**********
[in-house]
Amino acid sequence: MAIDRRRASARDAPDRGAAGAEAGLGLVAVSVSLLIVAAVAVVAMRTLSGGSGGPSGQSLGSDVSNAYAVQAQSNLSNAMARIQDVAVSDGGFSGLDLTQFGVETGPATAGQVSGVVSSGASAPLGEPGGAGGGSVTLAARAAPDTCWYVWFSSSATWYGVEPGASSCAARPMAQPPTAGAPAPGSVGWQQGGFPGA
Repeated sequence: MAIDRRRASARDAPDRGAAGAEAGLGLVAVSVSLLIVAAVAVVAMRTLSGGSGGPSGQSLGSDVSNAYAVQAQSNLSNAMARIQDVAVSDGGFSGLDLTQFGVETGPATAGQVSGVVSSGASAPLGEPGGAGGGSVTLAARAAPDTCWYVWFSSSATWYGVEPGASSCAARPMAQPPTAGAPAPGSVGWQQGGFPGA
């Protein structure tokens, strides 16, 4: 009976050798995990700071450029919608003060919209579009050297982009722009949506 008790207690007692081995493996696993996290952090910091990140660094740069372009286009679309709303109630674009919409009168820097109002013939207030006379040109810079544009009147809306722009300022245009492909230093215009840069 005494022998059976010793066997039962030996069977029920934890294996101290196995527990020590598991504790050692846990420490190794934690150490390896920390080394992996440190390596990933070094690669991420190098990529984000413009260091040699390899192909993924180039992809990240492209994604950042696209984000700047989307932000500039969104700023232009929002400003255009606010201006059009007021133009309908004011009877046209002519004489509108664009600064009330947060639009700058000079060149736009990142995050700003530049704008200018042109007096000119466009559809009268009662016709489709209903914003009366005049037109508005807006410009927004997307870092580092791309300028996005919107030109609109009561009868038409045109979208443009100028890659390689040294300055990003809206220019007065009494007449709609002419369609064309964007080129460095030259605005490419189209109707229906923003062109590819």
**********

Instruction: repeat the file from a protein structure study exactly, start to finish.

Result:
[in-house]
Amino acid sequence: MAIDRRRASARDAPDRGAAGAEAGLGLVAVSVSLLIVAAVAVVAMRTLSGGSGGPSGQSLGSDVSNAYAVQAQSNLSNAMARIQDVAVSDGGFSGLDLTQFGVETGPATAGQVSGVVSSGASAPLGEPGGAGGGSVTLAARAAPDTCWYVWFSSSATWYGVEPGASSCAARPMAQPPTAGAPAPGSVGWQQGGFPGA
Repeated sequence: MAIDRRRASARDAPDRGAAGAEAGLGLVAVSVSLLIVAAVAVVAMRTLSGGSGGPSGQSLGSDVSNAYAVQAQSNLSNAMARIQDVAVSDGGFSGLDLTQFGVETGPATAGQVSGVVSSGASAPLGEPGGAGGGSVTLAARAAPDTCWYVWFSSSATWYGVEPGASSCAARPMAQPPTAGAPAPGSVGWQQGGFPGA
């Protein structure tokens, strides 16, 4: 009976050798995990700071450029919608003060919209579009050297982009722009949506 008790207690007692081995493996696993996290952090910091990140660094740069372009286009679309709303109630674009919409009168820097109002013939207030006379040109810079544009009147809306722009300022245009492909230093215009840069 005494022998059976010793066997039962030996069977029920934890294996101290196995527990020590598991504790050692846990420490190794934690150490390896920390080394992996440190390596990933070094690669991420190098990529984000413009260091040699390899192909993924180039992809990240492209994604950042696209984000700047989307932000500039969104700023232009929002400003255009606010201006059009007021133009309908004011009877046209002519004489509108664009600064009330947060639009700058000079060149736009990142995050700003530049704008200018042109007096000119466009559809009268009662016709489709209903914003009366005049037109508005807006410009927004997307870092580092791309300028996005919107030109609109009561009868038409045109979208443009100028890659390689040294300055990003809206220019007065009494007449709609002419369609064309964007080129460095030259605005490419189209109707229906923003062109590819």